Dog whistle

From Uncyclopedia, the content-free encyclopedia
Jump to navigation Jump to search
This dog tries to whistle its owner to take it out for a walk.

A dog whistle is a whistle for dogs. Its key characteristic is that one audience can hear it while another audience cannot. The typical dog whistle is plastic and less expensive than either the kazoo or the Oscar Mayer wiener whistle — or would be, except that it is mostly sold at pet shops, where the typical pedigreed canine merchandise requires installment payments.

There are a surfeit of things with the same key characteristic as the dog whistle. These are also called dog whistles. In fact, the literal dog whistle has become so expensive that it is vastly outnumbered by the figurative ones.


Original dog whistle[edit]

Max auditioned for the string section as well as the woodwinds.

The original dog whistle was specially designed for dogs. It emitted a squeal at a high frequency that dogs can hear and humans cannot. Dogs liked to blow them when it was time for "walkies." Dogs are "man's best friend," but not exactly "the smartest person I know," as Joe Biden once said of Hunter. Tragically, the harder dogs blew them, the equally silent they seemed to the person who was supposed to attach the leash and open the front door. Dogs eventually gave up the habit and simply scratched up the door.

A golden retriever named Max was arguably the most accomplished dog-whistle blower, earning the second chair in the symphony orchestra of Nashua, New Hampshire. However, Max's critics charge that the conductor could not actually discern that the dog whistle was being blown well, but that Max's appointment was an example of "tokenism", as dogs were and still are under-represented in the orchestra.

Rev 2.0[edit]

A follow-on whistle redesigned for the human mouth caught on quickly. It is a common prank to blow the whistle incessantly, driving the neighbor's dog insane for reasons the neighbor cannot perceive.


Race relations[edit]

When taking an evening stroll in the ghetto, be sure to take a golden dog whistle, which homies prefer.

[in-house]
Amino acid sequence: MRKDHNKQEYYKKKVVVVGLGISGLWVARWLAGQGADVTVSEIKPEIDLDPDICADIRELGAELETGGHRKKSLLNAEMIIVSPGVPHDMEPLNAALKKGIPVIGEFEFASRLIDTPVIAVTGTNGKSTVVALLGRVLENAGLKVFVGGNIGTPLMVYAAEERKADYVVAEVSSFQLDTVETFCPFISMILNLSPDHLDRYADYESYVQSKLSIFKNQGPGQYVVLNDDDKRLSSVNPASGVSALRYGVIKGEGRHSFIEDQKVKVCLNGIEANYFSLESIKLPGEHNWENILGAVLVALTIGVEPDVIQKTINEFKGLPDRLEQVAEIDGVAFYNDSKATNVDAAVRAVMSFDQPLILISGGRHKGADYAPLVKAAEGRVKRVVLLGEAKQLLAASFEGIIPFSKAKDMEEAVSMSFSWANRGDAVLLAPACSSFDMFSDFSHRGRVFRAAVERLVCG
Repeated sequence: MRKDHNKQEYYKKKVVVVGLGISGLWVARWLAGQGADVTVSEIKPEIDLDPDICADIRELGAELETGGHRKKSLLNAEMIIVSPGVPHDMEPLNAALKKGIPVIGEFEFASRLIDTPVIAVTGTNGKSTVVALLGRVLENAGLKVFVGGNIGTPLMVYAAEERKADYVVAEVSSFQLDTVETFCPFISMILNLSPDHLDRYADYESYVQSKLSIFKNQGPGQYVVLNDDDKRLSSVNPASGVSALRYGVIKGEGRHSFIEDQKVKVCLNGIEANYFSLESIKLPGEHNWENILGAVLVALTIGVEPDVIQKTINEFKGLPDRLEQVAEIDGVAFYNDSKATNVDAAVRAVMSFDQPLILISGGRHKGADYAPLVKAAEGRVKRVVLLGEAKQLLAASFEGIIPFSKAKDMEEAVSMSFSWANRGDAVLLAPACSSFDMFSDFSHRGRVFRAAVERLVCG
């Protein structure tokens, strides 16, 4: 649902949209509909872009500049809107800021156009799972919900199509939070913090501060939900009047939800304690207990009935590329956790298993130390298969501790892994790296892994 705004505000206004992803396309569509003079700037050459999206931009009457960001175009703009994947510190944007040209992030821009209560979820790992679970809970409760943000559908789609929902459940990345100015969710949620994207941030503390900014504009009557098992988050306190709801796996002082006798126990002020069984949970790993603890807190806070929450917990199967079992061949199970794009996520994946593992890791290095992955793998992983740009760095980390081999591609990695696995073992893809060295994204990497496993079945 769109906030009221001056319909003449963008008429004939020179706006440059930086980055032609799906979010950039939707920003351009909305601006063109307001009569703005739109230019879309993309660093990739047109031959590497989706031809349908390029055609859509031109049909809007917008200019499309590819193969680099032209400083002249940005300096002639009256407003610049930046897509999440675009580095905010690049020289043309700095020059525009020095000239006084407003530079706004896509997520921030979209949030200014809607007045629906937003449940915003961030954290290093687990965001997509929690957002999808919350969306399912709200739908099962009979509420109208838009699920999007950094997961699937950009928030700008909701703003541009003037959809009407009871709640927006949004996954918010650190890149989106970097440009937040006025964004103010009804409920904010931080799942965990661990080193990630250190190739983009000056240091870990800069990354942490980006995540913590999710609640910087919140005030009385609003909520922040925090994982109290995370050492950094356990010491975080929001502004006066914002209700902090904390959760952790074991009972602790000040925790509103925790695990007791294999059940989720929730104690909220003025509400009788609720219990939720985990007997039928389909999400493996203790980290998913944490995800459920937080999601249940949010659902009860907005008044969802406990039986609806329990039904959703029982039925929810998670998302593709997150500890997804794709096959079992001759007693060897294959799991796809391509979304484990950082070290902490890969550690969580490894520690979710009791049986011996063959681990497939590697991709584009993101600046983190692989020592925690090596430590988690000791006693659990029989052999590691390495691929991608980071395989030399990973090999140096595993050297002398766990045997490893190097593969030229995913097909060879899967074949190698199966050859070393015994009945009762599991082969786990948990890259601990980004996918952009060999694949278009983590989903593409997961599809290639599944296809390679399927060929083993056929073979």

In politics in the United States, the most common dog whistle is the race relations whistle. This expression refers to the case in which A says something and B says he hears something different. For example, a visitor to the inner city might say one of the following:

  • Nice weather we're having!
  • We are looking for a subway station.
  • Do you realize you have your baseball cap on backwards?

The African-American resident obviously hears, "I wish you and all your ilk were still in leg-irons picking cotton!"

It may shock the visitor to know that he gave offense without meaning to at all, as this means there is no guaranteed way to give offense when you really intend to. However, in the 2020s, white people learned that they can give offense unintentionally, such as by merely waking up or wearing their pants pulled up. Thus, white people must strive for a colorblind society by fixating on skin color "all the live-long day," and be careful what one says when there is one of them nearby.

Party politics[edit]

The realization that a listener might hear a different message than the utteror intended to convey found its greatest use in partisan politics, where it often serves a politician to answer a question other than the one the reporter asked, and later explain that that was simply how he heard it. The reporter's question about my alleged influence-peddling was a dog whistle impugning the honor of my mother.

In its greatest application, everything President Donald Trump said was taken by most listeners as a dog whistle for, "I intend to start World War III." This gambit was so effective that occasionally his adversaries declined to use it and heard exactly what he said, just to throw him off; for example, when he said that one might fight the coronavirus by huffing bleach or LEDs.

The figurative dog whistles inexplicably ceased during the Joe Biden administration, as it took so much time figuring out what the President said that he was on to something else before the listener could decide what he might claim it was a dog whistle for.

See also[edit]